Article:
This process is second nature to me, but I realized that I learned this at some point in my musical training. If my students don’t also learn this tool, how can I expect them to use it and be smart, efficient practicers?

The awesome results!

After going through this process with my naturally talented student and devising a new practice plan, she became a completely different player. The following lesson showed that chronic issues had mostly vanished, and she started playing much more freely and confidently.

As time has passed and she has built the skill, she can now easily identify a spot that needs isolation and say, “I should probably do this by itself, shouldn’t I?”

This is the end goal – to provide students with the tools and skills to be their own teachers!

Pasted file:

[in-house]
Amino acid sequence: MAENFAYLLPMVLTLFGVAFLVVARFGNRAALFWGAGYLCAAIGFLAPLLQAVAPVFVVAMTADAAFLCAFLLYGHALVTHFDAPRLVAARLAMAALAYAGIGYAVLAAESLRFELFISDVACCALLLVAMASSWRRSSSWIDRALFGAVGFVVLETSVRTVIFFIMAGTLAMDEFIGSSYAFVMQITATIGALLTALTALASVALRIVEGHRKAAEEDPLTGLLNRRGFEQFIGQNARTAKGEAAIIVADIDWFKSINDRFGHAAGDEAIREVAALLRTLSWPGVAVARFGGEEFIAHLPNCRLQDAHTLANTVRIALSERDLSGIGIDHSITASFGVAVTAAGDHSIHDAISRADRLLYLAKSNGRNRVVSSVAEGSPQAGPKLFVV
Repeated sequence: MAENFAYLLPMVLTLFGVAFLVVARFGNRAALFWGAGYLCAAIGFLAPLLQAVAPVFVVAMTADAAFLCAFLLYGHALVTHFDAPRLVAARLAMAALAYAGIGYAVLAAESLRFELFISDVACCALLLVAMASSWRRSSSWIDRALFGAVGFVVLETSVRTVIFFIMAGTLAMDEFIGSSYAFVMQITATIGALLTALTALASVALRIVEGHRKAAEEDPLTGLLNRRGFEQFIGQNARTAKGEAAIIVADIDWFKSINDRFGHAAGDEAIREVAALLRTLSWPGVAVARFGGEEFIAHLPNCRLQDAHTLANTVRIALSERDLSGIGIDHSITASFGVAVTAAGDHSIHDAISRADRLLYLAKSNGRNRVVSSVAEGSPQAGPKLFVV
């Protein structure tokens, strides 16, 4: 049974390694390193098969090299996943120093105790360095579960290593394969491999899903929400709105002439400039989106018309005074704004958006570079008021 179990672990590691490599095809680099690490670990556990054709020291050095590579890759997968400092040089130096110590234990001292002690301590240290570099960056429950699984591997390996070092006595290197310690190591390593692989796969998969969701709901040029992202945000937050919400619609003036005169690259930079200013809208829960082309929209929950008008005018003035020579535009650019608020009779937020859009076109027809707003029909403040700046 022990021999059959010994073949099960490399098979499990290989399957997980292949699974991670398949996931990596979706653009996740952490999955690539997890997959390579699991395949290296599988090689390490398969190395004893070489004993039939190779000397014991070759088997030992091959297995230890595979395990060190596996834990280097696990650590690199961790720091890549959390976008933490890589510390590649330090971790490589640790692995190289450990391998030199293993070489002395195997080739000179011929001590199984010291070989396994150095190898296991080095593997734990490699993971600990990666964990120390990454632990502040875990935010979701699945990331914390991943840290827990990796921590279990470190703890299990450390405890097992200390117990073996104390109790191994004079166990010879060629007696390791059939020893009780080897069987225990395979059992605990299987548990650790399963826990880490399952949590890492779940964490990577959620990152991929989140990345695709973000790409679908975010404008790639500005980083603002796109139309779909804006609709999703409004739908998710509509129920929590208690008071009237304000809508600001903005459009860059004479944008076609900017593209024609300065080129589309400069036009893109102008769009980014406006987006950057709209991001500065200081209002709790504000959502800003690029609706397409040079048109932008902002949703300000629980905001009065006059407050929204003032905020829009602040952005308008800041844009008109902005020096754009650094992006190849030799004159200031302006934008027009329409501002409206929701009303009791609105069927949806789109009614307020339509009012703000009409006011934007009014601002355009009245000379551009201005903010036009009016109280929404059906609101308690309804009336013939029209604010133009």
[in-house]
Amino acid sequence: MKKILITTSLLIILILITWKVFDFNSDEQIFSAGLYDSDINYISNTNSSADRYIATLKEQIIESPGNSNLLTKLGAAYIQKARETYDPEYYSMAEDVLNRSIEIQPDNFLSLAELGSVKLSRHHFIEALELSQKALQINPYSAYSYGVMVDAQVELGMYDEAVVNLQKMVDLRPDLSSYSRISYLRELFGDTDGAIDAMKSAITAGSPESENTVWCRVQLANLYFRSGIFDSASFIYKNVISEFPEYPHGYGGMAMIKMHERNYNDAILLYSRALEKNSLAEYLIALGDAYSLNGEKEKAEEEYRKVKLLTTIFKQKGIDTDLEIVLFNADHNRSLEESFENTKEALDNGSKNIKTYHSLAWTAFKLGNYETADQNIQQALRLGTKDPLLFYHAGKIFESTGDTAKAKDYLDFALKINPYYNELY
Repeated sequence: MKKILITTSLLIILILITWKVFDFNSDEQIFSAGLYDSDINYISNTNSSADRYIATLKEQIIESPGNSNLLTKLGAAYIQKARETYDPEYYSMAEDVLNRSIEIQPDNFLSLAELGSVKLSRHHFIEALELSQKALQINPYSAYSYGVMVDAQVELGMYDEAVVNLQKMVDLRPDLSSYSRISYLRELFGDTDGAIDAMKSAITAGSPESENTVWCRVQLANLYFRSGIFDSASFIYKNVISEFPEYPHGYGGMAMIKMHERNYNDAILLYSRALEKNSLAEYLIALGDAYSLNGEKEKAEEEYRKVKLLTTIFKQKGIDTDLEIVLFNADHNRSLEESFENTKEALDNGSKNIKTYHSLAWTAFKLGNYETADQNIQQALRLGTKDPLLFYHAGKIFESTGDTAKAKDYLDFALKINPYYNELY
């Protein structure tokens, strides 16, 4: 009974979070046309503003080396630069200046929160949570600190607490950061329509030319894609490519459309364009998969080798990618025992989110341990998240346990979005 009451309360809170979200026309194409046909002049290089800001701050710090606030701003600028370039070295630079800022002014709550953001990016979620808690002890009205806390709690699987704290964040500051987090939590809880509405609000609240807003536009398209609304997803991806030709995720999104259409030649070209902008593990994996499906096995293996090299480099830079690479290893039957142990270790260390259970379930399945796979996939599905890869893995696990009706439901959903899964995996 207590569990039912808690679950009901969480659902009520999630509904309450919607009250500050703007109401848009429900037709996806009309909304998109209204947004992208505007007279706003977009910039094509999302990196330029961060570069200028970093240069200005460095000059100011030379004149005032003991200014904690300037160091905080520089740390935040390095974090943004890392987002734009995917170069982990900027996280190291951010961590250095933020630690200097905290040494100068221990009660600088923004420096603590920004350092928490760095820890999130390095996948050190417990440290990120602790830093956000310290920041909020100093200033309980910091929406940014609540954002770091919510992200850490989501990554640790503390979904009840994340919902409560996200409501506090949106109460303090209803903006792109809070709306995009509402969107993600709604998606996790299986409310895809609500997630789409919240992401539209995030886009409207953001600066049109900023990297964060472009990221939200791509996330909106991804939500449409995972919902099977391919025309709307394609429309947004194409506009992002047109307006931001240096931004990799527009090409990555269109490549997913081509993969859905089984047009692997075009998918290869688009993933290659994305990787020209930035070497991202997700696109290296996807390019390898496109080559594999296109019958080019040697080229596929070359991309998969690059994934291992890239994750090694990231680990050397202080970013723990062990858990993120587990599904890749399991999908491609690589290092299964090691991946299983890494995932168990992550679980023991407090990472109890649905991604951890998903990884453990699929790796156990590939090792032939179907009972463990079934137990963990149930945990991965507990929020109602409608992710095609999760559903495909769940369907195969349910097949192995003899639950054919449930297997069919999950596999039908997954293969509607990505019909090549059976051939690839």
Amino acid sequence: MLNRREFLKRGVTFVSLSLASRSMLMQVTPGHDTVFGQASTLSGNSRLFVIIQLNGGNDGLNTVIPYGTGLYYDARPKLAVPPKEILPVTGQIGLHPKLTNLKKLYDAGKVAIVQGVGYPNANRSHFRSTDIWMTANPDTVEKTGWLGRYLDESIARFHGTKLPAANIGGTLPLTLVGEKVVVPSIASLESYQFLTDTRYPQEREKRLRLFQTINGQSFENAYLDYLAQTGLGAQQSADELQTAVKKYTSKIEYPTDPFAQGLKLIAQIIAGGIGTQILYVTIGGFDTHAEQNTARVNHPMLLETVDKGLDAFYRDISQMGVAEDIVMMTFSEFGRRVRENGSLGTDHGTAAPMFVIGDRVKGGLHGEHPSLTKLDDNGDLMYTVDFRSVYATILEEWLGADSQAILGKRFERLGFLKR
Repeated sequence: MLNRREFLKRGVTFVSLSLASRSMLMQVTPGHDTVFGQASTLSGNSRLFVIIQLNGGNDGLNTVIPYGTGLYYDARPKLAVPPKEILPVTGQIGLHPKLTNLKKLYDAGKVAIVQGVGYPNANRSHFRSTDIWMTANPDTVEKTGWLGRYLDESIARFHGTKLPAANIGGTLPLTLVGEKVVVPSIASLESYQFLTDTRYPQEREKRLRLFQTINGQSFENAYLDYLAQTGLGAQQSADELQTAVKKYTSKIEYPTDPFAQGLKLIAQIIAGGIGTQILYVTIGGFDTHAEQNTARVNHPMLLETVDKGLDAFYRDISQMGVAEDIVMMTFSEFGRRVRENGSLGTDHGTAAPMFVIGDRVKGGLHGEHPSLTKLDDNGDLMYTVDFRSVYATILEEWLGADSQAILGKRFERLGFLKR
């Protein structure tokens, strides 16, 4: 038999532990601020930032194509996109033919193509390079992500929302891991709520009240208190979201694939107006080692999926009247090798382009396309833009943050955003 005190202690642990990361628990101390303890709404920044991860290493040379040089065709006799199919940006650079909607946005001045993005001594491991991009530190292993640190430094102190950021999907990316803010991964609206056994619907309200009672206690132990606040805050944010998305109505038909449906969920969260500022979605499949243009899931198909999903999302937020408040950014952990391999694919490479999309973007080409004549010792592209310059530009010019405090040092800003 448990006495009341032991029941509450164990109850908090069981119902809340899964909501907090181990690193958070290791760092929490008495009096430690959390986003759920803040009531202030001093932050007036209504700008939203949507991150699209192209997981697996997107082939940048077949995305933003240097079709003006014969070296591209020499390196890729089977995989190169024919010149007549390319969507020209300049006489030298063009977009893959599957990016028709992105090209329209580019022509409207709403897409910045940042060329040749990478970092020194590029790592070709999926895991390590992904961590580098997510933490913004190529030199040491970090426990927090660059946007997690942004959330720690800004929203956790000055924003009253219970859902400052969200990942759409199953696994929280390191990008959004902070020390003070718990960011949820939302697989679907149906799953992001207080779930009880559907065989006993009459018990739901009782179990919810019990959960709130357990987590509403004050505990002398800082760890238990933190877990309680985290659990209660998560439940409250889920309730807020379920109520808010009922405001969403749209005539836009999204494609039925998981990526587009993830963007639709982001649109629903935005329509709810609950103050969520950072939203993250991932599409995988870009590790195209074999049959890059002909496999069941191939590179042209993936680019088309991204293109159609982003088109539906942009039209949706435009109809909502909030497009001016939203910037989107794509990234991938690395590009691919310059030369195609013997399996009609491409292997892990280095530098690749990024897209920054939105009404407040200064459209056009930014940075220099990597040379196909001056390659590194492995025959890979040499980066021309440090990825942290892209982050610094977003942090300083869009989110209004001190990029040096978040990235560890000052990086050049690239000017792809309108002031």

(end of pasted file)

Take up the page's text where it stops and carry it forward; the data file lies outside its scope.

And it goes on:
With this method, practice and lessons become more productive. Students get through more repertoire because they’ve become efficient problem-solvers.

Not only do they play more repertoire, but they play it at a higher level. Because students are solving technical issues during their own practice time, we can use lessons to work on more advanced elements like expression and storytelling.

Essentially, they learn to improve at a faster rate and get a lot more out of their music making!

Advice for parents.

My advice to parents who want to take an active role in helping their students improve at practicing: know that quantity of practice is secondary to quality.

If a student is following these steps during practice for 10 minutes daily and addressing issues in their playing, or at least trying to address issues, that is much more valuable than running a piece over and over for 30 minutes.

Two chunks of 5-10 minutes each might work better for some kids as well.

What to do if your student is not engaged.

Students who are not engaged or are not enjoying piano usually will not put the effort into practicing effectively.